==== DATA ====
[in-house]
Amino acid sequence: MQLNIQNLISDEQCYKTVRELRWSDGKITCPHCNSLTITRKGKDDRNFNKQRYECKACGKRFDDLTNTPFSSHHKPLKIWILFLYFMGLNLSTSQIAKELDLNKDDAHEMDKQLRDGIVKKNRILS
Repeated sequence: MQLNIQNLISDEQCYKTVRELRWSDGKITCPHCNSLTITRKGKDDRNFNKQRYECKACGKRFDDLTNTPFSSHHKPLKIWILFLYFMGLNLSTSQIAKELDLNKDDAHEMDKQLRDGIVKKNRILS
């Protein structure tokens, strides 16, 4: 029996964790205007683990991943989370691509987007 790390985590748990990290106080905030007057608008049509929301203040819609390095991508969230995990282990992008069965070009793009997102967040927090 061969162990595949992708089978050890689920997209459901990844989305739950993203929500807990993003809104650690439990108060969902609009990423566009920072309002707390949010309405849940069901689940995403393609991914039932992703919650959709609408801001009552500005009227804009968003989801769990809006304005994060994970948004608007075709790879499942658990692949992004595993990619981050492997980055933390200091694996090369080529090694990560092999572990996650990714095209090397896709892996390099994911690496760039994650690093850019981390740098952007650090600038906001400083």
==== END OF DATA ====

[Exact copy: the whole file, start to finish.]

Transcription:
[in-house]
Amino acid sequence: MQLNIQNLISDEQCYKTVRELRWSDGKITCPHCNSLTITRKGKDDRNFNKQRYECKACGKRFDDLTNTPFSSHHKPLKIWILFLYFMGLNLSTSQIAKELDLNKDDAHEMDKQLRDGIVKKNRILS
Repeated sequence: MQLNIQNLISDEQCYKTVRELRWSDGKITCPHCNSLTITRKGKDDRNFNKQRYECKACGKRFDDLTNTPFSSHHKPLKIWILFLYFMGLNLSTSQIAKELDLNKDDAHEMDKQLRDGIVKKNRILS
């Protein structure tokens, strides 16, 4: 029996964790205007683990991943989370691509987007 790390985590748990990290106080905030007057608008049509929301203040819609390095991508969230995990282990992008069965070009793009997102967040927090 061969162990595949992708089978050890689920997209459901990844989305739950993203929500807990993003809104650690439990108060969902609009990423566009920072309002707390949010309405849940069901689940995403393609991914039932992703919650959709609408801001009552500005009227804009968003989801769990809006304005994060994970948004608007075709790879499942658990692949992004595993990619981050492997980055933390200091694996090369080529090694990560092999572990996650990714095209090397896709892996390099994911690496760039994650690093850019981390740098952007650090600038906001400083």